2010-01-01 / Top Stories

Merchants, Police Talk Safety At Meeting

By Miriam Rosenberg

Deputy Inspector Brian McMahon, the commanding officer of the 101 Precinct, answers local merchant’s questions during a meeting last week, as RDRCs Kevin Alexander, left, listens. Deputy Inspector Brian McMahon, the commanding officer of the 101 Precinct, answers local merchant’s questions during a meeting last week, as RDRCs Kevin Alexander, left, listens. An armed robbery at a Mott Avenue jeweler last month was the last straw for a street that is also home to daily heroine and illegal cigarette sales. Last week Councilman James Sanders Jr. and the Rockaway Development and Revitalization Corporation hosted a meeting with local merchants to address safety issues in the downtown Far Rockaway business district.

“One of the basic issues we’re having is safety for our residents and businessmen, as well,” said Kevin Alexander, the executive director of RDRC, during the December 16 meeting.

While the meeting room at RDRC was less than half-filled, there were representatives from several businesses, including non-for-profits, who spoke about their concerns including the illegalOfficer John Chavatte, head of crime prevention at the 101 Precinct, speaks with merchants after the conclusion of the meeting. Officer John Chavatte, head of crime prevention at the 101 Precinct, speaks with merchants after the conclusion of the meeting. activity on Mott Avenue.

“I wish you could tell us what can be done,” said LaVida Jervis, the owner of LaVida’s Bridal Galleria and the president of the Rockaway East Merchant’s Association.

“This is our livihood, this is our future. Somebody needs to tell us what we can do to make life better for us,” said Jervis. “They’re doing more business than we’re doing.”

Dorothy Worrell, the executive director for Harlem Dowling West Side Center came to address the problems their Far Rockaway Children and Family Services Center faces.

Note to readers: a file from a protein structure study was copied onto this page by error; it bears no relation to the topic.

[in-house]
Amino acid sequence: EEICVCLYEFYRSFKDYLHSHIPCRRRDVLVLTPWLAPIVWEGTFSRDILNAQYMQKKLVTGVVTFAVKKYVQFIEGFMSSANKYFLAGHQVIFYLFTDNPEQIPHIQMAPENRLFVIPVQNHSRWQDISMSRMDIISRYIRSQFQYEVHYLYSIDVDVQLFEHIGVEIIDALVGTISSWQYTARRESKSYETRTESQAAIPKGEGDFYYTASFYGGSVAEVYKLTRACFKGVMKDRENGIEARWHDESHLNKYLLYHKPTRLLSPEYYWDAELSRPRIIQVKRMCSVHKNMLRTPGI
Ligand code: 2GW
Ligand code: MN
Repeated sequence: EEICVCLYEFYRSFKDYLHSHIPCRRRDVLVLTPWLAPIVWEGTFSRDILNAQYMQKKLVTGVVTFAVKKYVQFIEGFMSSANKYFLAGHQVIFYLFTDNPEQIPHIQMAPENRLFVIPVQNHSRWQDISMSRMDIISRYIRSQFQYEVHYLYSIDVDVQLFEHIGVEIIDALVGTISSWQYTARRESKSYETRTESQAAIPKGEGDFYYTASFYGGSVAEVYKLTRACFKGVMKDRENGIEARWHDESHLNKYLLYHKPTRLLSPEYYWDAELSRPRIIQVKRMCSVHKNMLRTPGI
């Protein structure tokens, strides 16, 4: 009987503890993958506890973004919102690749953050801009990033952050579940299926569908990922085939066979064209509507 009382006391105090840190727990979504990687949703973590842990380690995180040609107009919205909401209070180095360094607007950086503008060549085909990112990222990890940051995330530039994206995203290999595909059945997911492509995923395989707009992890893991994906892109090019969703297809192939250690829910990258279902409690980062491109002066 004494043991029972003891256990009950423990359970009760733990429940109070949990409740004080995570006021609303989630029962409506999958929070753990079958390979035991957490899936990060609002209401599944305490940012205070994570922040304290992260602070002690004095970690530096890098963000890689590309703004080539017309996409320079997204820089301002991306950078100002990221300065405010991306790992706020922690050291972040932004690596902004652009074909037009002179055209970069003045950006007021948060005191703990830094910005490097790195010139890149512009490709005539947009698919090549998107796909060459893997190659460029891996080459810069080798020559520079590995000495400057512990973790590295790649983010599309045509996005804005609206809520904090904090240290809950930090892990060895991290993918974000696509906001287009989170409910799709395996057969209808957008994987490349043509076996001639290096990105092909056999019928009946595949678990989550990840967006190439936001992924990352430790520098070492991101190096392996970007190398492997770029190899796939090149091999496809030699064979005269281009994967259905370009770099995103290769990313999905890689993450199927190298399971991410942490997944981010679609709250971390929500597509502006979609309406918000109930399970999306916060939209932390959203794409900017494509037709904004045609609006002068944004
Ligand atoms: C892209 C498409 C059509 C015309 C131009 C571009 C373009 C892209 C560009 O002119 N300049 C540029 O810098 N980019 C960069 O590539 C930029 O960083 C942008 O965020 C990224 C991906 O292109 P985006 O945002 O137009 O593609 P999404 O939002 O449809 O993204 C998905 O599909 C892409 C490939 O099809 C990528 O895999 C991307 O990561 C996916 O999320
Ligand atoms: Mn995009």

“We’re really impacted by what’s going on in the community with the gang activity,” said Worrell, who added that her workers must visit NYCHA housing developments regularly. “We’re open about what to what do to make our staff feel safer, especially in housing [complexes].”

LaVida Jervis, the president of the Rockaway East Merchant’s Association, said the criminals were doing more business than the storekeepers. “I wish you could tell us what can be done,” Jervis said to McMahon. LaVida Jervis, the president of the Rockaway East Merchant’s Association, said the criminals were doing more business than the storekeepers. “I wish you could tell us what can be done,” Jervis said to McMahon. Tony Berkel, RDRCs Business Services Advisor, told the commander of the 101 Precinct, Deputy Inspector Brian McMahon that merchants have told him, “the reason they close early is they don’t feel safe.”

Linda Plummer representing the Rockaway Chamber of Commerce said, “From what I can see [on Mott Avenue] the community that’s standing out there, they’re very bold … and they give the impression I can get away with it. I’m going to keep doing.”

Officer Cheryl Mottershead, from the NYPD Community Affairs Bureau told the merchants that education is the key. She said storeowners and their employees must pay attention to who comes into their stores.

“We can also come give lectures and teach your employees,” Mottershead added.

Both McMahon and Mottershead suggested Rockaway businesses should have a security survey done of their establishment.

“Officer [John] Chavatte [the crime prevention officer] of the 101 can come out to your business, look around, look at your lot, look at your doors, your windows, gates. There’s lots of new technology out there, and it is free.”

McMahon added, “Each business is different, has a different problem, different people hanging out in there and they have different vulnerabilities.”

While police are working on the illegal activities, McMahon said such investigations take time.

“We’re working on it. We are making a lot of arrests,” said McMahon. “It’s revolving door. The amount of business makes it profitable to return.”

The deputy inspector said, “As merchants and partners you have to help us a lot more than in the past.”

There are 75 precincts vying for the same resources and video surveillance already is at a minimum in the Far Rockaway business district. Because of this, the local precinct is asking that storeowners become another set of eyes for them. “We need you to work more with us [concerning] any problems you may have, people hanging out and drug use, anything like that,” continued McMahon.

McMahon also suggested that the precinct could give escorts to Harlem Dowling workers visiting public housing. In addition, any storeowner who would like police officers to stop in their stores throughout the week can request a community visit from the precinct. Representing Sanders, who was unable to attend the meeting, was his district manager Blake Hyatt and community liaison Cecil Lloyd-Bay.

Officer Chavatte can be reached at 718-868-3426. People can contact community affairs officers at the 101 Precinct by calling 718-868-3441. Officer Cheryl Mottershead’s number is 212-614-6741.

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